“There is no power in the world like that of women ... this most potent constituency we seek to represent, and for their suffrages we sue.” This is a quote by Louisa Lawson, an independent and resourceful suffragist who fought for women’s rights during the late 19th and early 20th century and whose feminist journal, The Dawn and whose meeting place, The Dawn Club, were the epicenters of the suffrage movement in Sydney. Also, The Dawn allowed the New South Wales Women’s Suffrage League to print pamphlets free of charge and frequently addressing many issues like women’s right to vote, earning her the name The Mother of Suffrage in New South Wales.
Louisa was an Australian poet, writer, publisher and suffragist born on February 17, 1848 in Edwin Rouse's station, Guntawang, near Mudgee, New South Wales. She was the second of twelve children in a struggling family. Her parents were Henry Albury and his wife Harriet. She was educated at Mudgee National School until she was 13 and at 18 married Peter Lawson, a sailor trying his hand at gold mining. Louisa and Peter had five children, one of which died in infancy in 1877. Louisa often had to care for the children by herself as Peter was often gone gold mining or working with his father-in-law. In 1883 Louisa left Eurunderee and her husband, taking her children to live in Sydney where she had to do sewing, washing, and take in boarders to support them. In 1887 Louisa used the money saved while running her boarding houses to buy shares in the radical pro-federation newspaper, The Republican.
One of the main reasons Louisa is known as a suffragist is because of The Dawn which she opened in May 1888, using her earnings and experience from working on the Republican. It wasn’t just because The Dawn was Australia’s first journal produced solely by women that earned her the title of suffragist, but also all of the amazing work she did at the Dawn. This ranged from allowing the New South Wales Women’s Suffrage League to print pamphlets and literature for free, to covering women’s suffrage and many other important topics. On top of her work at The Dawn, she also founded the Dawn Club which was the hub of the suffrage movement to agitate for women's suffrage, frequently speaking at meetings and public lectures. Lawson most likely did all of this, and was the person she was because of all the suffering she had in her life. Events such as being born into a struggling family, losing a child in infancy, and having to raise four children on her own.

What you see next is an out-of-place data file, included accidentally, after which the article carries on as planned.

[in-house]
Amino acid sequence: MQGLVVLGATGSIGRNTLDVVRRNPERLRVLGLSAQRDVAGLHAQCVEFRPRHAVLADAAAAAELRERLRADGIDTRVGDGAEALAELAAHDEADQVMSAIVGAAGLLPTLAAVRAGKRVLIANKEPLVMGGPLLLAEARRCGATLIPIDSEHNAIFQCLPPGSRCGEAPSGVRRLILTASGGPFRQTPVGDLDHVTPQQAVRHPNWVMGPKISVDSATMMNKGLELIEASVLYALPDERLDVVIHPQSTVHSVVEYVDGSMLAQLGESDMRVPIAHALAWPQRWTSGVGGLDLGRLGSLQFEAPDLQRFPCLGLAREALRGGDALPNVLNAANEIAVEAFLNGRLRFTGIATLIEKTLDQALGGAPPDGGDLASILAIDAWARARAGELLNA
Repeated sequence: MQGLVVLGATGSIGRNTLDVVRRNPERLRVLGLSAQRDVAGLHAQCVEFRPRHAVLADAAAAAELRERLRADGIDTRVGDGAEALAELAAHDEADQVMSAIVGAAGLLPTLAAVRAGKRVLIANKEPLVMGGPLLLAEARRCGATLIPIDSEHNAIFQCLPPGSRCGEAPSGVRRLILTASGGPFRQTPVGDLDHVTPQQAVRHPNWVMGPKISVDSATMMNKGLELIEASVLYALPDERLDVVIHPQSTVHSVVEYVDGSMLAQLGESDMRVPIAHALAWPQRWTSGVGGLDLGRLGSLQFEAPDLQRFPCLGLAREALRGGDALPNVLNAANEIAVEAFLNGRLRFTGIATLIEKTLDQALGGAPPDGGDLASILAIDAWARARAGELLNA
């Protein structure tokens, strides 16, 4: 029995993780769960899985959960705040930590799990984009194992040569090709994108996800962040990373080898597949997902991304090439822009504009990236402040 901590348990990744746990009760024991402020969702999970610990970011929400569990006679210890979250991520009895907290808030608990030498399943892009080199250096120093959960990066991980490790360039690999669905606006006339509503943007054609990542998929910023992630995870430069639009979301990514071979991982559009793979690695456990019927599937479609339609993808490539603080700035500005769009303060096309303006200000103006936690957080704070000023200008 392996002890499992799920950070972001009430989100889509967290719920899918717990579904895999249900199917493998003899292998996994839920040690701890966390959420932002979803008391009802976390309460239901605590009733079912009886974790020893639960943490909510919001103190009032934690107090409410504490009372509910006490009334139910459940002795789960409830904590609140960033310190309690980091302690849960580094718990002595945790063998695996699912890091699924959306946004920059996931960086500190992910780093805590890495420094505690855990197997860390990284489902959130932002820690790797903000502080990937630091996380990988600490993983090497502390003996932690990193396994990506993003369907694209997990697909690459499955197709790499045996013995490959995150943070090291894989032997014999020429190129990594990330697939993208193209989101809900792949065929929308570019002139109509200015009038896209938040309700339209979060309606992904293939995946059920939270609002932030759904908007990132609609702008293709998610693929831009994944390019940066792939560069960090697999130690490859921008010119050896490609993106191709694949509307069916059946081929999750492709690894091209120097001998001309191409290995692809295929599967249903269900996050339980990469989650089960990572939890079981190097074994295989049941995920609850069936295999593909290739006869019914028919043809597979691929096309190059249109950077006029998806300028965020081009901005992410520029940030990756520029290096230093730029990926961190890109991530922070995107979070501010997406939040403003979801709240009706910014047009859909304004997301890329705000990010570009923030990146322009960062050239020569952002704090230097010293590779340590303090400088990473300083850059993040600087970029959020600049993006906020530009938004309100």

In conclusion, Louisa Lawson founded The Dawn and The Dawn club, and used them to fight for women’s right to vote as well as covering numerous other important topics. All of Lawson’s hard work and determination created a better future and created a stepping stone for the rights of all the generations of women that came after her. It was because of these actions that cemented Lawson’s legacy as a strong independent woman and suffragist.